More than eight years after successfully defending the constitutionality of the Affordable Care Act, former Obama administration solicitor general Donald Verrilli Jr. will urge the U.S. Supreme Court this November to reject efforts by the Trump administration and 18 Republican-led states to dismantle the entire law.
Verrilli, a partner in Washington at Munger, Tolles & Olson, will argue on Nov. 10 on behalf of the Democratic-led U.S. House of Representatives. He will share argument time with a California state lawyer whose name has not yet been announced. California Deputy Solicitor General Samuel Siegel is counsel of record in the combined cases California v. Texas and Texas v. California.
House general counsel Douglas Letter is counsel of record in the Supreme Court. Letter has been assisted pro bono by Verrilli and a team from Munger Tolles, in addition to lawyers from the Constitutional Accountability Center. Verrilli was on the team helping the House during earlier stages of the litigation in the 5th U.S. Circuit Court of Appeals.
The justices have enlarged argument time from the usual 60 minutes to 80 minutes, with 40 minutes for each side. Acting U.S. Solicitor General Jeffrey Wall and Texas Solicitor General Kyle Hawkins are expected to argue for the challengers, who also include two individuals.
As in 2012, when the justices first confronted a challenge to the Obama administration’s signature legislative achievement, the stakes are high. An estimated 23 million people rely on the law for health insurance, and the law has become a potential lifeline for workers who lost their insurance along with their jobs during the COVID-19 pandemic.
The Supreme Court arguments will come one week after the Nov. 4 presidential election. Democratic presidential candidate and former vice president Joe Biden has made the Trump administration effort to kill the health care law a major issue in his campaign. President Donald Trump has promised to protect coverage for preexisting conditions even as his Justice Department argues to scrap the entire law.
The high court cases stem from a suit by Texas and 17 Republican-led states. They argued that the individual mandate to purchase health insurance — which the Supreme Court upheld in 2012 as constitutional under Congress’s power to “lay and collect” taxes — was no longer constitutional after Congress in 2017 zeroed out the tax penalty for failure to have insurance.
The Trump administration Justice Department sided with Texas in the district court but, unlike Texas, argued that the individual mandate could be severed from the rest of the law. The district court ruled the entire law must fall.
The Justice Department later changed its position on severability in the appeal, filed by California and 16 Democratic-led states, and now supports striking down the entire law. A divided appellate panel affirmed the district court but sent back the question of whether Congress intended other provisions of the law to remain operable.
The justices have agreed to decide: whether zeroing out the penalty in the minimum coverage provision made it unconstitutional; if it is unconstitutional, is the provision severable from the rest of the act; whether the challenger states and individuals have standing to sue, and whether the district court was correct to order nationwide relief.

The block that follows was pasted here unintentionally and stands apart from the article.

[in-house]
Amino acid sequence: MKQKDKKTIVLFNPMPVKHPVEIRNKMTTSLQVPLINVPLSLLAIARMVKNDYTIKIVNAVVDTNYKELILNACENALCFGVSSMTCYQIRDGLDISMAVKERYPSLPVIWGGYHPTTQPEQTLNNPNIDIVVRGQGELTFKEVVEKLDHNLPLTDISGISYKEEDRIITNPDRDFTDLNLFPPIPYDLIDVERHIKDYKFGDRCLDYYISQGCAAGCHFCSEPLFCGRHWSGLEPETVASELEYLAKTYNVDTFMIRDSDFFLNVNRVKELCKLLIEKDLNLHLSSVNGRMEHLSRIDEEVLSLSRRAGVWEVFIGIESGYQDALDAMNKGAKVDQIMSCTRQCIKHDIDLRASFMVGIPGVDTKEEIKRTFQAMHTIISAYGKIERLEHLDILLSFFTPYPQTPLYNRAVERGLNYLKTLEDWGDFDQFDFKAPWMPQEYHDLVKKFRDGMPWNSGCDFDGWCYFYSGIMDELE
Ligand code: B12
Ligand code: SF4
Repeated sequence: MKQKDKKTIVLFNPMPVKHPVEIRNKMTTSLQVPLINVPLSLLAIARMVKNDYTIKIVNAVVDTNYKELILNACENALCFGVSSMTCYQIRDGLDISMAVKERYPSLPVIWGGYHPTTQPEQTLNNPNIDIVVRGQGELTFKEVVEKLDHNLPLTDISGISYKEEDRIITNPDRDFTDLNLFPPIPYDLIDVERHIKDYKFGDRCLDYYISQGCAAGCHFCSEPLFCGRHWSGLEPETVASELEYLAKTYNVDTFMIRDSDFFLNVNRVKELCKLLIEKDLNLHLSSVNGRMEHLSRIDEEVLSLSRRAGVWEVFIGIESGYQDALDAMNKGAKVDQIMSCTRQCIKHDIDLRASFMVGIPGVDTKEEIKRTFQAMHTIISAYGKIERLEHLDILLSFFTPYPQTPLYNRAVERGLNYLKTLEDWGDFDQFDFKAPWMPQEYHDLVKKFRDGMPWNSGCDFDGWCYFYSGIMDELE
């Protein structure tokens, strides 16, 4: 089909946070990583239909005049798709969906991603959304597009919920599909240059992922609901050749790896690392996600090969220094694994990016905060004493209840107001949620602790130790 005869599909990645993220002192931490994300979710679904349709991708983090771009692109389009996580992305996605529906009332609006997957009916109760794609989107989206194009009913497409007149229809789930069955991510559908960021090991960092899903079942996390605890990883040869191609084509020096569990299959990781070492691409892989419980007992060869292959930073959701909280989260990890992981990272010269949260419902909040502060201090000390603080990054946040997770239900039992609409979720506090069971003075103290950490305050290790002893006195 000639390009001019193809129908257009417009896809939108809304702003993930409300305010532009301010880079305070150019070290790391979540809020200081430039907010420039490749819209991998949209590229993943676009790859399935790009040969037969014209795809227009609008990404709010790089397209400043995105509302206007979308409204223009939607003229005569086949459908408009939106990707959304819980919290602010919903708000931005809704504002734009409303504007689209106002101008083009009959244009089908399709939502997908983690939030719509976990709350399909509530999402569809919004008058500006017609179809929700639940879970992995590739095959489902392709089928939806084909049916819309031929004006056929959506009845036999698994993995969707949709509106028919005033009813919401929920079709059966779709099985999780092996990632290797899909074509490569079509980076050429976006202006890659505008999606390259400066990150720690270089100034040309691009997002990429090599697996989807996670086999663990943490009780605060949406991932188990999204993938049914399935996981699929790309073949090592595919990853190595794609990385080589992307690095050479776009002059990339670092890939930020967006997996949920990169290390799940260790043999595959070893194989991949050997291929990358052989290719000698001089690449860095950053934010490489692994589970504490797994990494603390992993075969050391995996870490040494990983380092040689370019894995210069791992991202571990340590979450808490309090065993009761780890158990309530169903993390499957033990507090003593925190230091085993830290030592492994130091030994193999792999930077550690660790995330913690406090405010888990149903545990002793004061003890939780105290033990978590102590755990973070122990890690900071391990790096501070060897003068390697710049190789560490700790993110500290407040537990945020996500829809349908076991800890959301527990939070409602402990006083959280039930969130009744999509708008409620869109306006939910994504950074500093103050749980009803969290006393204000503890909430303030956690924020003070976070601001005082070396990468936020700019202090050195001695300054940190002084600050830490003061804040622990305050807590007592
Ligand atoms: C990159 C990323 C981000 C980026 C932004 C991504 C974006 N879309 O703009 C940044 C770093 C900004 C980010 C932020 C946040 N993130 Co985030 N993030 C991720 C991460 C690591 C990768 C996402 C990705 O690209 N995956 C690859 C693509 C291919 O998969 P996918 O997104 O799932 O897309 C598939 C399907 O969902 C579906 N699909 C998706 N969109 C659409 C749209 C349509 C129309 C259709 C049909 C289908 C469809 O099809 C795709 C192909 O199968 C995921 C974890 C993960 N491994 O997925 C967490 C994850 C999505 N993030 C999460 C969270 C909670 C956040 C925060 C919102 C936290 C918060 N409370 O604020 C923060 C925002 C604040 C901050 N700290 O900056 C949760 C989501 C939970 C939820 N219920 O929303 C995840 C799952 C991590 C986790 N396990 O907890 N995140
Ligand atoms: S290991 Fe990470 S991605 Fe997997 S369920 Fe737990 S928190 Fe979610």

The U.S. House had intervened in the case at the Fifth Circuit. Letter has turned to outside counsel for assistance in several cases as he and his relatively small staff manage an extraordinary docket of cases, many involving the Trump administration.
Letter argued for the House in May in the Supreme Court fight over committee subpoenas for Trump’s financial documents, a case that now continues in the lower court. He is also representing the House in the new term in the case Department of Justice v. House Committee on the Judiciary, a fight over access to grand jury materials in the Russia investigation by Special Counsel Robert Mueller. On the brief assisting Letter are attorneys from Georgetown University’s Institute for Constitutional Advocacy and Protection.
Letter and his staff also are litigating the refusal of former White House Counsel Donald McGahn to respond to a Judiciary Committee subpoena, the Ways and Means Committee suit against the U.S. Treasury Department over Trump’s tax returns and more.
In a New York Times interview last year, Charles Tiefer, a former House solicitor and deputy general counsel, described Letter’s “portfolio” as “unprecedented,” adding, “The challenges for the House counsel ebb and flow over time, but this is like nothing else in history.”
If the justices strike down the Affordable Care Act, health experts say, not only will millions lose their health insurance but also ending would be coverage for preexisting conditions and for young persons up to age 26 on their parents’ plan, subsidies for low-income people, the Medicaid expansion in many states and a host of other changes made by the law, such as provisions that fund graduate medical education programs, and a provision that closed the Medicare Part D prescription drug plan “donut hole,” or the gap between when routine Medicare drug benefits end and catastrophic coverage begins.
More than 40 amicus briefs have been filed in the combined cases by a broad swath of health, insurance, civil rights, and consumer groups, states and legal, medical and ethics scholars.
— Read Trump Administration Fears ‘Chaos’ If ACA Provisions Blocked Too Soon, on ThinkAdvisor.